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2006 Hall of Fame Inductee
Knox Simmons

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2006 Hall of Fame Inductee

Knox Simmons

Knox Simmons was born in Tennessee around 1864 shortly after the Civil War. He was the oldest of eleven siblings and the only son born to Henry and Margaret Simmons.

As a young man, Knox spent most of his life working with cattle on farms and ranches in Tennessee, Texas, and Indian Territory. This is where he developed his professional skills as a real cowboy on the western frontier and trick rider in the Wild West Shows around the country.

He and his family migrated to Oklahoma Indian Territory after the land run of 1889. By the time they migrated to Indian Territory, Knox had experienced the death of eight sisters. He lived on his small ranch and raised livestock in Carter County, Springer Oklahoma. By this time, Knox was known around the country as one of the best cowboys in the nation. In the late 1890’s, Knox was recruited by Zack Mulhall to participate in his famous Wild West Shows that not only toured the U.S., but toured other nations as well. Zack Mulhall owned an 80,000 acre ranch in Mulhall, Oklahoma, and recruited other noted figures such as Will Rogers, Tom Nix, and the great Apache Chief, Geronimo while he was a prisoner of the U.S. and held captive in Ft Sill Oklahoma. As a friend of Zack Mulhall and a favor, President Theodore Roosevelt order Geronimo to participate in the Wild West Shows

In November of 1904 Knox Simmons was a headliner in a Wild West Show at the St. Louis World’s Fair along with Will Rogers and other noted cowboys from around the nation. One of the events that Knox excelled was that as a “Trick Rider”. The Dallas Morning News , St. Louis Globe, and St. Louis Republic newspapers stated that the cowboys in this show were not only the best in the nation, but stated that they were “the best the world had ever seen”.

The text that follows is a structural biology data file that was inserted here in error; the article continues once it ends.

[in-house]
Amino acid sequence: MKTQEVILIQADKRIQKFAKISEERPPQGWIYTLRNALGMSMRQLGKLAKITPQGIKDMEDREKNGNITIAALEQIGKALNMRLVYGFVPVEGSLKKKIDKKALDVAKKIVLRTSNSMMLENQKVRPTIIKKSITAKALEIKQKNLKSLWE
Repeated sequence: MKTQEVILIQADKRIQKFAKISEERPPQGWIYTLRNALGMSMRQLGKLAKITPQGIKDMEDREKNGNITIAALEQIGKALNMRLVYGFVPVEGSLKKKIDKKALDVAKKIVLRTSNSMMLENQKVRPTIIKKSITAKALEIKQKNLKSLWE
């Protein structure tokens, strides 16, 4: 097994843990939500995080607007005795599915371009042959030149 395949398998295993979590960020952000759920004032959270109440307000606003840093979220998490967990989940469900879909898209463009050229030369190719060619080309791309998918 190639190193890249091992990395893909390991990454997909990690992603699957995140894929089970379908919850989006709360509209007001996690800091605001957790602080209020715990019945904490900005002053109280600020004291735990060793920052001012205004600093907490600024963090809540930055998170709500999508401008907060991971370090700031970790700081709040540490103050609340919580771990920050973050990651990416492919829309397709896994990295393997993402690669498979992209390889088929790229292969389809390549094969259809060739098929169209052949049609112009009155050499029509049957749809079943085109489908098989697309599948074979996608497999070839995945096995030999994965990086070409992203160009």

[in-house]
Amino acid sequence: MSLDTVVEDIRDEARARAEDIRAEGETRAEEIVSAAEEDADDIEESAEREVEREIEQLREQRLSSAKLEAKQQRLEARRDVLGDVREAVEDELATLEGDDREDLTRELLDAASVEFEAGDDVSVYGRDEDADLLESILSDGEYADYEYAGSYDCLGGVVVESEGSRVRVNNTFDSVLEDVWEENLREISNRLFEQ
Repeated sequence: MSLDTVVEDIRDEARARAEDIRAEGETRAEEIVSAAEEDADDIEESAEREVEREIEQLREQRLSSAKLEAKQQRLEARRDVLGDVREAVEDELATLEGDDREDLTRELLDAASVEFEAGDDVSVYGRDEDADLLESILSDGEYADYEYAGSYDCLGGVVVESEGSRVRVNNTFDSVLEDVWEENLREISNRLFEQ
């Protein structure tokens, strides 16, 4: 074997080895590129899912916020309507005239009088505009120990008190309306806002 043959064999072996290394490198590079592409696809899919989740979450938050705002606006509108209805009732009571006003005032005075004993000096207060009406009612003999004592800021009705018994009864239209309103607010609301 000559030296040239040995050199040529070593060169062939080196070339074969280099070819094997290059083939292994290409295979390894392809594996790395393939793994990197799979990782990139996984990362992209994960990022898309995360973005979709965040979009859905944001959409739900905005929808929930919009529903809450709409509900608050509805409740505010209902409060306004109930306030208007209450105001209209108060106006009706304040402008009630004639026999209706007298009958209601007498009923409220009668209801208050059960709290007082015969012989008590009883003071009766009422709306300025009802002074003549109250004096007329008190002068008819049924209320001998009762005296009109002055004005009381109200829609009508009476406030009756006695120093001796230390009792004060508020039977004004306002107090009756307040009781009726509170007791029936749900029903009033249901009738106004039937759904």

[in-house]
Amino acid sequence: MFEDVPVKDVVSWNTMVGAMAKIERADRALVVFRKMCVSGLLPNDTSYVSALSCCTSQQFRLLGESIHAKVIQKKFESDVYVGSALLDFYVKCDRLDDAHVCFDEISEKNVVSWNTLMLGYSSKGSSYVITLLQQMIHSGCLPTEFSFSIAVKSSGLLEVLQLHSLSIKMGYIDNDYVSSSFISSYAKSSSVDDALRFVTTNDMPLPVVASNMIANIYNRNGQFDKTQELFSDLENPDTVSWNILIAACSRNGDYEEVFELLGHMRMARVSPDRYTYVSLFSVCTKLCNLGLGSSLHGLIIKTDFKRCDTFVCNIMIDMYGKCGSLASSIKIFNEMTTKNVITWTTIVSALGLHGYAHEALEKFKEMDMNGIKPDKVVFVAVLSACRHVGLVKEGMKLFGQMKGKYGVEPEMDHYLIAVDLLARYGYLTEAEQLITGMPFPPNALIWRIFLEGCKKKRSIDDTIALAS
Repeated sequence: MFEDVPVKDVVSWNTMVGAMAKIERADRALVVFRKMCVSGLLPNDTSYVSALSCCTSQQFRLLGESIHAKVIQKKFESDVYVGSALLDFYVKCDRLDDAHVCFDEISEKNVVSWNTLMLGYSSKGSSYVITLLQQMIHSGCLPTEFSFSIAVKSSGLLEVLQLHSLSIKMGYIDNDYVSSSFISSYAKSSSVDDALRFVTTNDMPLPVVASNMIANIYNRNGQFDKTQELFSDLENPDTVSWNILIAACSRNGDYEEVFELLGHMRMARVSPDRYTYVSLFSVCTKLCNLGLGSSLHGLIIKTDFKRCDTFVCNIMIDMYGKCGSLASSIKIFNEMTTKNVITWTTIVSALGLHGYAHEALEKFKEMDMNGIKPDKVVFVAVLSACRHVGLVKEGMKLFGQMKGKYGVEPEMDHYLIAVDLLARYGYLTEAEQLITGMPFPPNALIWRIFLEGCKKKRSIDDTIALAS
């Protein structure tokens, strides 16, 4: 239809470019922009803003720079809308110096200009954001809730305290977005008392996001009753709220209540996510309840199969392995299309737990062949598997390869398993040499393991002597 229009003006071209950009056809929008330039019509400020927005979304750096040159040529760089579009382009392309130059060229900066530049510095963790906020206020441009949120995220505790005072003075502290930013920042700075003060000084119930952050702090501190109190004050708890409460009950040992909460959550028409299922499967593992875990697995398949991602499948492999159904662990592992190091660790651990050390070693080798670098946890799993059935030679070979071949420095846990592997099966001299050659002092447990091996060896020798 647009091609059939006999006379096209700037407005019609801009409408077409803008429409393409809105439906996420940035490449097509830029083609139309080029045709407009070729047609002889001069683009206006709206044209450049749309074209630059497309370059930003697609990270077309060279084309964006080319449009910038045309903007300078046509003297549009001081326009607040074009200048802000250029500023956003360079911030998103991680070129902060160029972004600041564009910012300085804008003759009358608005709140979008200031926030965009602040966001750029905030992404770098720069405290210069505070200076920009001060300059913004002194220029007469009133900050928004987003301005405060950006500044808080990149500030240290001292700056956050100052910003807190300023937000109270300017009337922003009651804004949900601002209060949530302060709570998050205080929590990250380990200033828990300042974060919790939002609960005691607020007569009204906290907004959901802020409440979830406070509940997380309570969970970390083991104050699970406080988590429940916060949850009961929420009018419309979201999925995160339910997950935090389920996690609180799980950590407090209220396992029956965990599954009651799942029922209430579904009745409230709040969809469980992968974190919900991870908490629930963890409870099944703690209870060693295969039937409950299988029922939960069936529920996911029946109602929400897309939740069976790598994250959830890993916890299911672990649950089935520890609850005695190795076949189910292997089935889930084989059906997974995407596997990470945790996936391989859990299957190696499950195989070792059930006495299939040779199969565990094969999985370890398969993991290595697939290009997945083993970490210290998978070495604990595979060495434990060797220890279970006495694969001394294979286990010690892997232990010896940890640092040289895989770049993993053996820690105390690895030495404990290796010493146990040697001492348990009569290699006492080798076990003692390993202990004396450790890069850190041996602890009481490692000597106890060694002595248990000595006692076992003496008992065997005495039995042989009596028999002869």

In addition to this show, Knox entered a roping event at one of the rodeos at the World’s Fair, broke a world record, and won a world championship title. During this time, men of color were not allowed to compete, win titles or money in rodeos. Because Knox was a descendant of a Choctaw grandfather on this father’s side of the family, and his mother’s father was White, Knox was perceived as a Native American. Shortly after he won the world champion roping title it was discovered that he had “black blood he was disqualified.

In the early 1900’s, Knox and the Simmons family were very prosperous in Carter County near Ardmore and employed quite a few people to help out on their farm. Knox’s occasional runs in with the law, his flamboyant personality, and notoriety did not make him popular among the police who were believed to be members of the KKK. Around 1915 Knox was shot and killed as left a building in downtown Ardmore. His death was never investigated and no murderer was ever charged.

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